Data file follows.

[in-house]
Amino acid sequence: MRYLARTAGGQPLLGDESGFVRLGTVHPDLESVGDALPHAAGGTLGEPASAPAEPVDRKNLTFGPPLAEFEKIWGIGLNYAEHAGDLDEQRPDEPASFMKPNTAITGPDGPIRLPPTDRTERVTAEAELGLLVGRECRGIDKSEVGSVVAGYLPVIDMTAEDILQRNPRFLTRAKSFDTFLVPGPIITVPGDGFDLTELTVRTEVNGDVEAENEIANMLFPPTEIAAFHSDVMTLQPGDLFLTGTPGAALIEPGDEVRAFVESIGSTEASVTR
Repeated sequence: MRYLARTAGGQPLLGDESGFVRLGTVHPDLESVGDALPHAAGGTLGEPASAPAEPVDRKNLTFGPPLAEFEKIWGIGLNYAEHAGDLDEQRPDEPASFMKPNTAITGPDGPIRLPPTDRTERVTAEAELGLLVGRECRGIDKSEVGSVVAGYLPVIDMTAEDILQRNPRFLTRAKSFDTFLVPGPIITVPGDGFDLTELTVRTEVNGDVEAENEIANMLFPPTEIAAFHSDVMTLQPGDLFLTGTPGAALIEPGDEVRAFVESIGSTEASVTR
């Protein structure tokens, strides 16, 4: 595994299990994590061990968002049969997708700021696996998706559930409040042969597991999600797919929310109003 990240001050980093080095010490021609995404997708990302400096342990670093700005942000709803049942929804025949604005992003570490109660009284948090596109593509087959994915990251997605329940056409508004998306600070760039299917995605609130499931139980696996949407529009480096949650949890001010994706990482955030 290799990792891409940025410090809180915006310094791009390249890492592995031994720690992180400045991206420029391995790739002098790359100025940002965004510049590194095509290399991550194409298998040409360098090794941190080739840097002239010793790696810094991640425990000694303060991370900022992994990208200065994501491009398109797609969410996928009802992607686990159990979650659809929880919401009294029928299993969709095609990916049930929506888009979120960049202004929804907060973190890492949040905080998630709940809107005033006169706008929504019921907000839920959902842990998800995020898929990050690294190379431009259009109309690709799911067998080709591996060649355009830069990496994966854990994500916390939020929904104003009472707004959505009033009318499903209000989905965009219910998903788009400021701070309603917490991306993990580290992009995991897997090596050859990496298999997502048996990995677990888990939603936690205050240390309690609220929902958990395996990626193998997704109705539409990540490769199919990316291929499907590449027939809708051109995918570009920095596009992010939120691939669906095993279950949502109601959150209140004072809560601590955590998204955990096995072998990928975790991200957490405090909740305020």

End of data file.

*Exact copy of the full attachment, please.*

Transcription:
[in-house]
Amino acid sequence: MRYLARTAGGQPLLGDESGFVRLGTVHPDLESVGDALPHAAGGTLGEPASAPAEPVDRKNLTFGPPLAEFEKIWGIGLNYAEHAGDLDEQRPDEPASFMKPNTAITGPDGPIRLPPTDRTERVTAEAELGLLVGRECRGIDKSEVGSVVAGYLPVIDMTAEDILQRNPRFLTRAKSFDTFLVPGPIITVPGDGFDLTELTVRTEVNGDVEAENEIANMLFPPTEIAAFHSDVMTLQPGDLFLTGTPGAALIEPGDEVRAFVESIGSTEASVTR
Repeated sequence: MRYLARTAGGQPLLGDESGFVRLGTVHPDLESVGDALPHAAGGTLGEPASAPAEPVDRKNLTFGPPLAEFEKIWGIGLNYAEHAGDLDEQRPDEPASFMKPNTAITGPDGPIRLPPTDRTERVTAEAELGLLVGRECRGIDKSEVGSVVAGYLPVIDMTAEDILQRNPRFLTRAKSFDTFLVPGPIITVPGDGFDLTELTVRTEVNGDVEAENEIANMLFPPTEIAAFHSDVMTLQPGDLFLTGTPGAALIEPGDEVRAFVESIGSTEASVTR
């Protein structure tokens, strides 16, 4: 595994299990994590061990968002049969997708700021696996998706559930409040042969597991999600797919929310109003 990240001050980093080095010490021609995404997708990302400096342990670093700005942000709803049942929804025949604005992003570490109660009284948090596109593509087959994915990251997605329940056409508004998306600070760039299917995605609130499931139980696996949407529009480096949650949890001010994706990482955030 290799990792891409940025410090809180915006310094791009390249890492592995031994720690992180400045991206420029391995790739002098790359100025940002965004510049590194095509290399991550194409298998040409360098090794941190080739840097002239010793790696810094991640425990000694303060991370900022992994990208200065994501491009398109797609969410996928009802992607686990159990979650659809929880919401009294029928299993969709095609990916049930929506888009979120960049202004929804907060973190890492949040905080998630709940809107005033006169706008929504019921907000839920959902842990998800995020898929990050690294190379431009259009109309690709799911067998080709591996060649355009830069990496994966854990994500916390939020929904104003009472707004959505009033009318499903209000989905965009219910998903788009400021701070309603917490991306993990580290992009995991897997090596050859990496298999997502048996990995677990888990939603936690205050240390309690609220929902958990395996990626193998997704109705539409990540490769199919990316291929499907590449027939809708051109995918570009920095596009992010939120691939669906095993279950949502109601959150209140004072809560601590955590998204955990096995072998990928975790991200957490405090909740305020």